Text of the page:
As COVID 19 restrictions continue to be enforced in many countries around the world, one industry has been hit particularly hard. Live music venues are having to raise funds, petition the government and find more creative ways of surviving closures. We spoke to a music venue owner and creative director about how they are coping with the current situation and what the future of the music industry may be.
Liam Alexander is the co-owner of nightclub Colour in Carlton, Melbourne. Liam and business partner Benny Rausa have been working in the Melbourne music scene for years, but only opened Colour, in October 2019. The COVID restrictions have served an almost fatal blow to this young venue, but the pair have not been disheartened. The creative duo has turned to merch, alcohol deliveries and launching a record label to keep the brand alive. Banding together with a slew of Melbourne venues for Save Our Scene, they are optimistic about the future.
Long time friends, Benny and Liam both worked as music bookers at iconic Melbourne venues The Night Cat and Lounge respectively. Their first project together was music blog and podcast series 6AM AT THE GARAGE. Some of the youngest venue owners in Melbourne, Liam and Benny have poured their energy, savings and tears into Colour.
Their initial feelings of grief, disappointment, frustration and fear over the future of their business turned to ingenuity. “I feel quite positive. I feel a bit more accepting. I think there's been a lot of things going on globally that have really put our issues in perspective as well” says Liam.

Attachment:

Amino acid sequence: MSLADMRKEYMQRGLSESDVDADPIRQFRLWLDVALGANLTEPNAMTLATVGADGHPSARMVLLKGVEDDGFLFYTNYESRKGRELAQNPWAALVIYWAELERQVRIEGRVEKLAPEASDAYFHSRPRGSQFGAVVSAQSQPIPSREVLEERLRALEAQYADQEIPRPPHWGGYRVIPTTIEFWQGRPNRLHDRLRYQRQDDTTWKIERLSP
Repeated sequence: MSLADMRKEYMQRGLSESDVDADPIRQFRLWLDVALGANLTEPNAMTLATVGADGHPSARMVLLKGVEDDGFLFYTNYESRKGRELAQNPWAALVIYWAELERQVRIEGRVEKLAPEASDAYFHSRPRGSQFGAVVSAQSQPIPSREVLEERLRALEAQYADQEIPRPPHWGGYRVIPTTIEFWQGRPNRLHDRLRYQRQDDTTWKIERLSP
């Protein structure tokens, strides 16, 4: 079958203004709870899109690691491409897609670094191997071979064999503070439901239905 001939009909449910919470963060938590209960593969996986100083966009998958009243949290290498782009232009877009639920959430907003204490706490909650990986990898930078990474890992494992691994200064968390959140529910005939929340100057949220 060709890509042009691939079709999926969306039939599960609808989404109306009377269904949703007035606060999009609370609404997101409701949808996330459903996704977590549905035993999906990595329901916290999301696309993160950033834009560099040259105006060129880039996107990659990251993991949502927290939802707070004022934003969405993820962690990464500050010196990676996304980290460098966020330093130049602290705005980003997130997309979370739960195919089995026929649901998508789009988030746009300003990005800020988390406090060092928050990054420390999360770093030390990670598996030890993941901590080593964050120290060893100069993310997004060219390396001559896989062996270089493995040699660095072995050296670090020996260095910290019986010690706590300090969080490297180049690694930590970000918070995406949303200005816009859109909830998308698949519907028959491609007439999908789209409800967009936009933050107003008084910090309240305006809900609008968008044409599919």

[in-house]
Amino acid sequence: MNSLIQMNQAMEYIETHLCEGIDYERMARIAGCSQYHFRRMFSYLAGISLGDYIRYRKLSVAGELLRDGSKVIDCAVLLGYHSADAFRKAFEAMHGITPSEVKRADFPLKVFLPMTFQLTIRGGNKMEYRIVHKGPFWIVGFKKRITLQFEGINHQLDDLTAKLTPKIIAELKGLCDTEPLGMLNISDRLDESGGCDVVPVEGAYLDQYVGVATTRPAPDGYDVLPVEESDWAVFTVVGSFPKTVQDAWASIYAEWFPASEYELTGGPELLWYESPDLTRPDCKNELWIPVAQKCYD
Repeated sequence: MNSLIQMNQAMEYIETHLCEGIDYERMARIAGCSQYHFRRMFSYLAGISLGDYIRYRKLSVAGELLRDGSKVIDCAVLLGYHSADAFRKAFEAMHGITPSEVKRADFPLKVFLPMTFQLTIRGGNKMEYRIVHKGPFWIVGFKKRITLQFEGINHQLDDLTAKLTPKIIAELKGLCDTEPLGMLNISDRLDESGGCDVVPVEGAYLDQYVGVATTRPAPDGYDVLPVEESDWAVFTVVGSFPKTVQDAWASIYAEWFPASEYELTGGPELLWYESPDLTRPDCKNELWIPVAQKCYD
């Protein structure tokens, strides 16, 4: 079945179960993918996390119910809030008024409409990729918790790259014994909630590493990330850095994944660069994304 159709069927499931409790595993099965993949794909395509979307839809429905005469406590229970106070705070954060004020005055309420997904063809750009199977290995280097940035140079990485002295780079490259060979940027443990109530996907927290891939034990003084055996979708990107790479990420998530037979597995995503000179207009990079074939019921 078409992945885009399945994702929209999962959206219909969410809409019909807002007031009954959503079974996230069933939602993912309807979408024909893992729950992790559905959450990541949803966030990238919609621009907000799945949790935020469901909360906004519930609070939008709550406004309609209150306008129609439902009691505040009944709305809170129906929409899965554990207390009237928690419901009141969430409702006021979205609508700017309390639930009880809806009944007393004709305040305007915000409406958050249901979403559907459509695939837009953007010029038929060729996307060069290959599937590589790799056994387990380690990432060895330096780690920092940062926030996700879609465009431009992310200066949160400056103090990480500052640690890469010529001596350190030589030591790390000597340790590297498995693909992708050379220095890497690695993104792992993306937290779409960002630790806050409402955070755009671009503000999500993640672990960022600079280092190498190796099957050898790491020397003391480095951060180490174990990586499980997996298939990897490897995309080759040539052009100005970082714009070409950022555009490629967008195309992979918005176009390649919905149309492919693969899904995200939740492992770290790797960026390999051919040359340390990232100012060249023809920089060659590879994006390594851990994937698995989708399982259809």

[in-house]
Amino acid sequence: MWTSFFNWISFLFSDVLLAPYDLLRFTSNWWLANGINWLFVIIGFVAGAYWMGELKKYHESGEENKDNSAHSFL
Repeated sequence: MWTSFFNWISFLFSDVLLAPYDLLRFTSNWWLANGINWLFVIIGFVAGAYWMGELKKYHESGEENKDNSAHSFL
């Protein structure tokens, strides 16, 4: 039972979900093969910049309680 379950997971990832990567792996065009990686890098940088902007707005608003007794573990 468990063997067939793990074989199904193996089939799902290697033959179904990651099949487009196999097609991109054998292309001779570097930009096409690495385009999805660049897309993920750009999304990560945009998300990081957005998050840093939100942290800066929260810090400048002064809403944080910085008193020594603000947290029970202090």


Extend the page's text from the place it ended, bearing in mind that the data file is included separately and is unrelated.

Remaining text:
Starting with merchandise (a t-shirt which sold well, embroidered robes and more) Liam and Benny turned to wine delivery, another venture that continues to be successful. Unlike many similar venues, Liam and Benny took the opportunity to open Colour in the few weeks restrictions had relaxed.
“The legislation said that only venues serving food were allowed to reopen. So rather than thinking we couldn’t reopen, we thought ‘ok how do we make this happen?’ The first weekend we had one of our friends with a trailer in the tiny alleyway behind the venue, where the trailer door wouldn't actually open all the way, making pizzas. He did that for two nights and after that weekend couldn’t do it again. We then found a pizza restaurant around the corner and one of our staff members just drove back and forth.”
Keeping their doors open while following the legislation in place proved to be challenging but not impossible.
“In hindsight that was a really good decision because I know so many venue owners who were planning on reopening the weekend that Lockdown 2.0 happened. Having that five weeks of trade, five weekends at 8% or 7% of capacity made all the difference.”
The duo has since gone on to launch a record label, a long-held dream of theirs. They will be releasing music from bands who have played at the nightclub in October and have projects lined up which should take them into 2021.
To say that Liam and Benny are men of action would be an understatement. Through this whole journey, Liam has been involved in Save Our Scene (SOS) in their public campaign to lobby the government to keep the music scene in Melbourne alive. The SOS crew were successful in that campaign, raising the biggest e-petition in Victoria’s history and banding together the punters to support local venues.
Liam says the experience was comforting and cathartic. “It became a very active process of seizing the power that you have. There’s a really strong sentiment that people don’t want to lose their venues.”
Liam is hopeful for the post-COVID future and getting back to the music scene he knows and loves in Melbourne. Make sure you follow along to see where Colour goes next.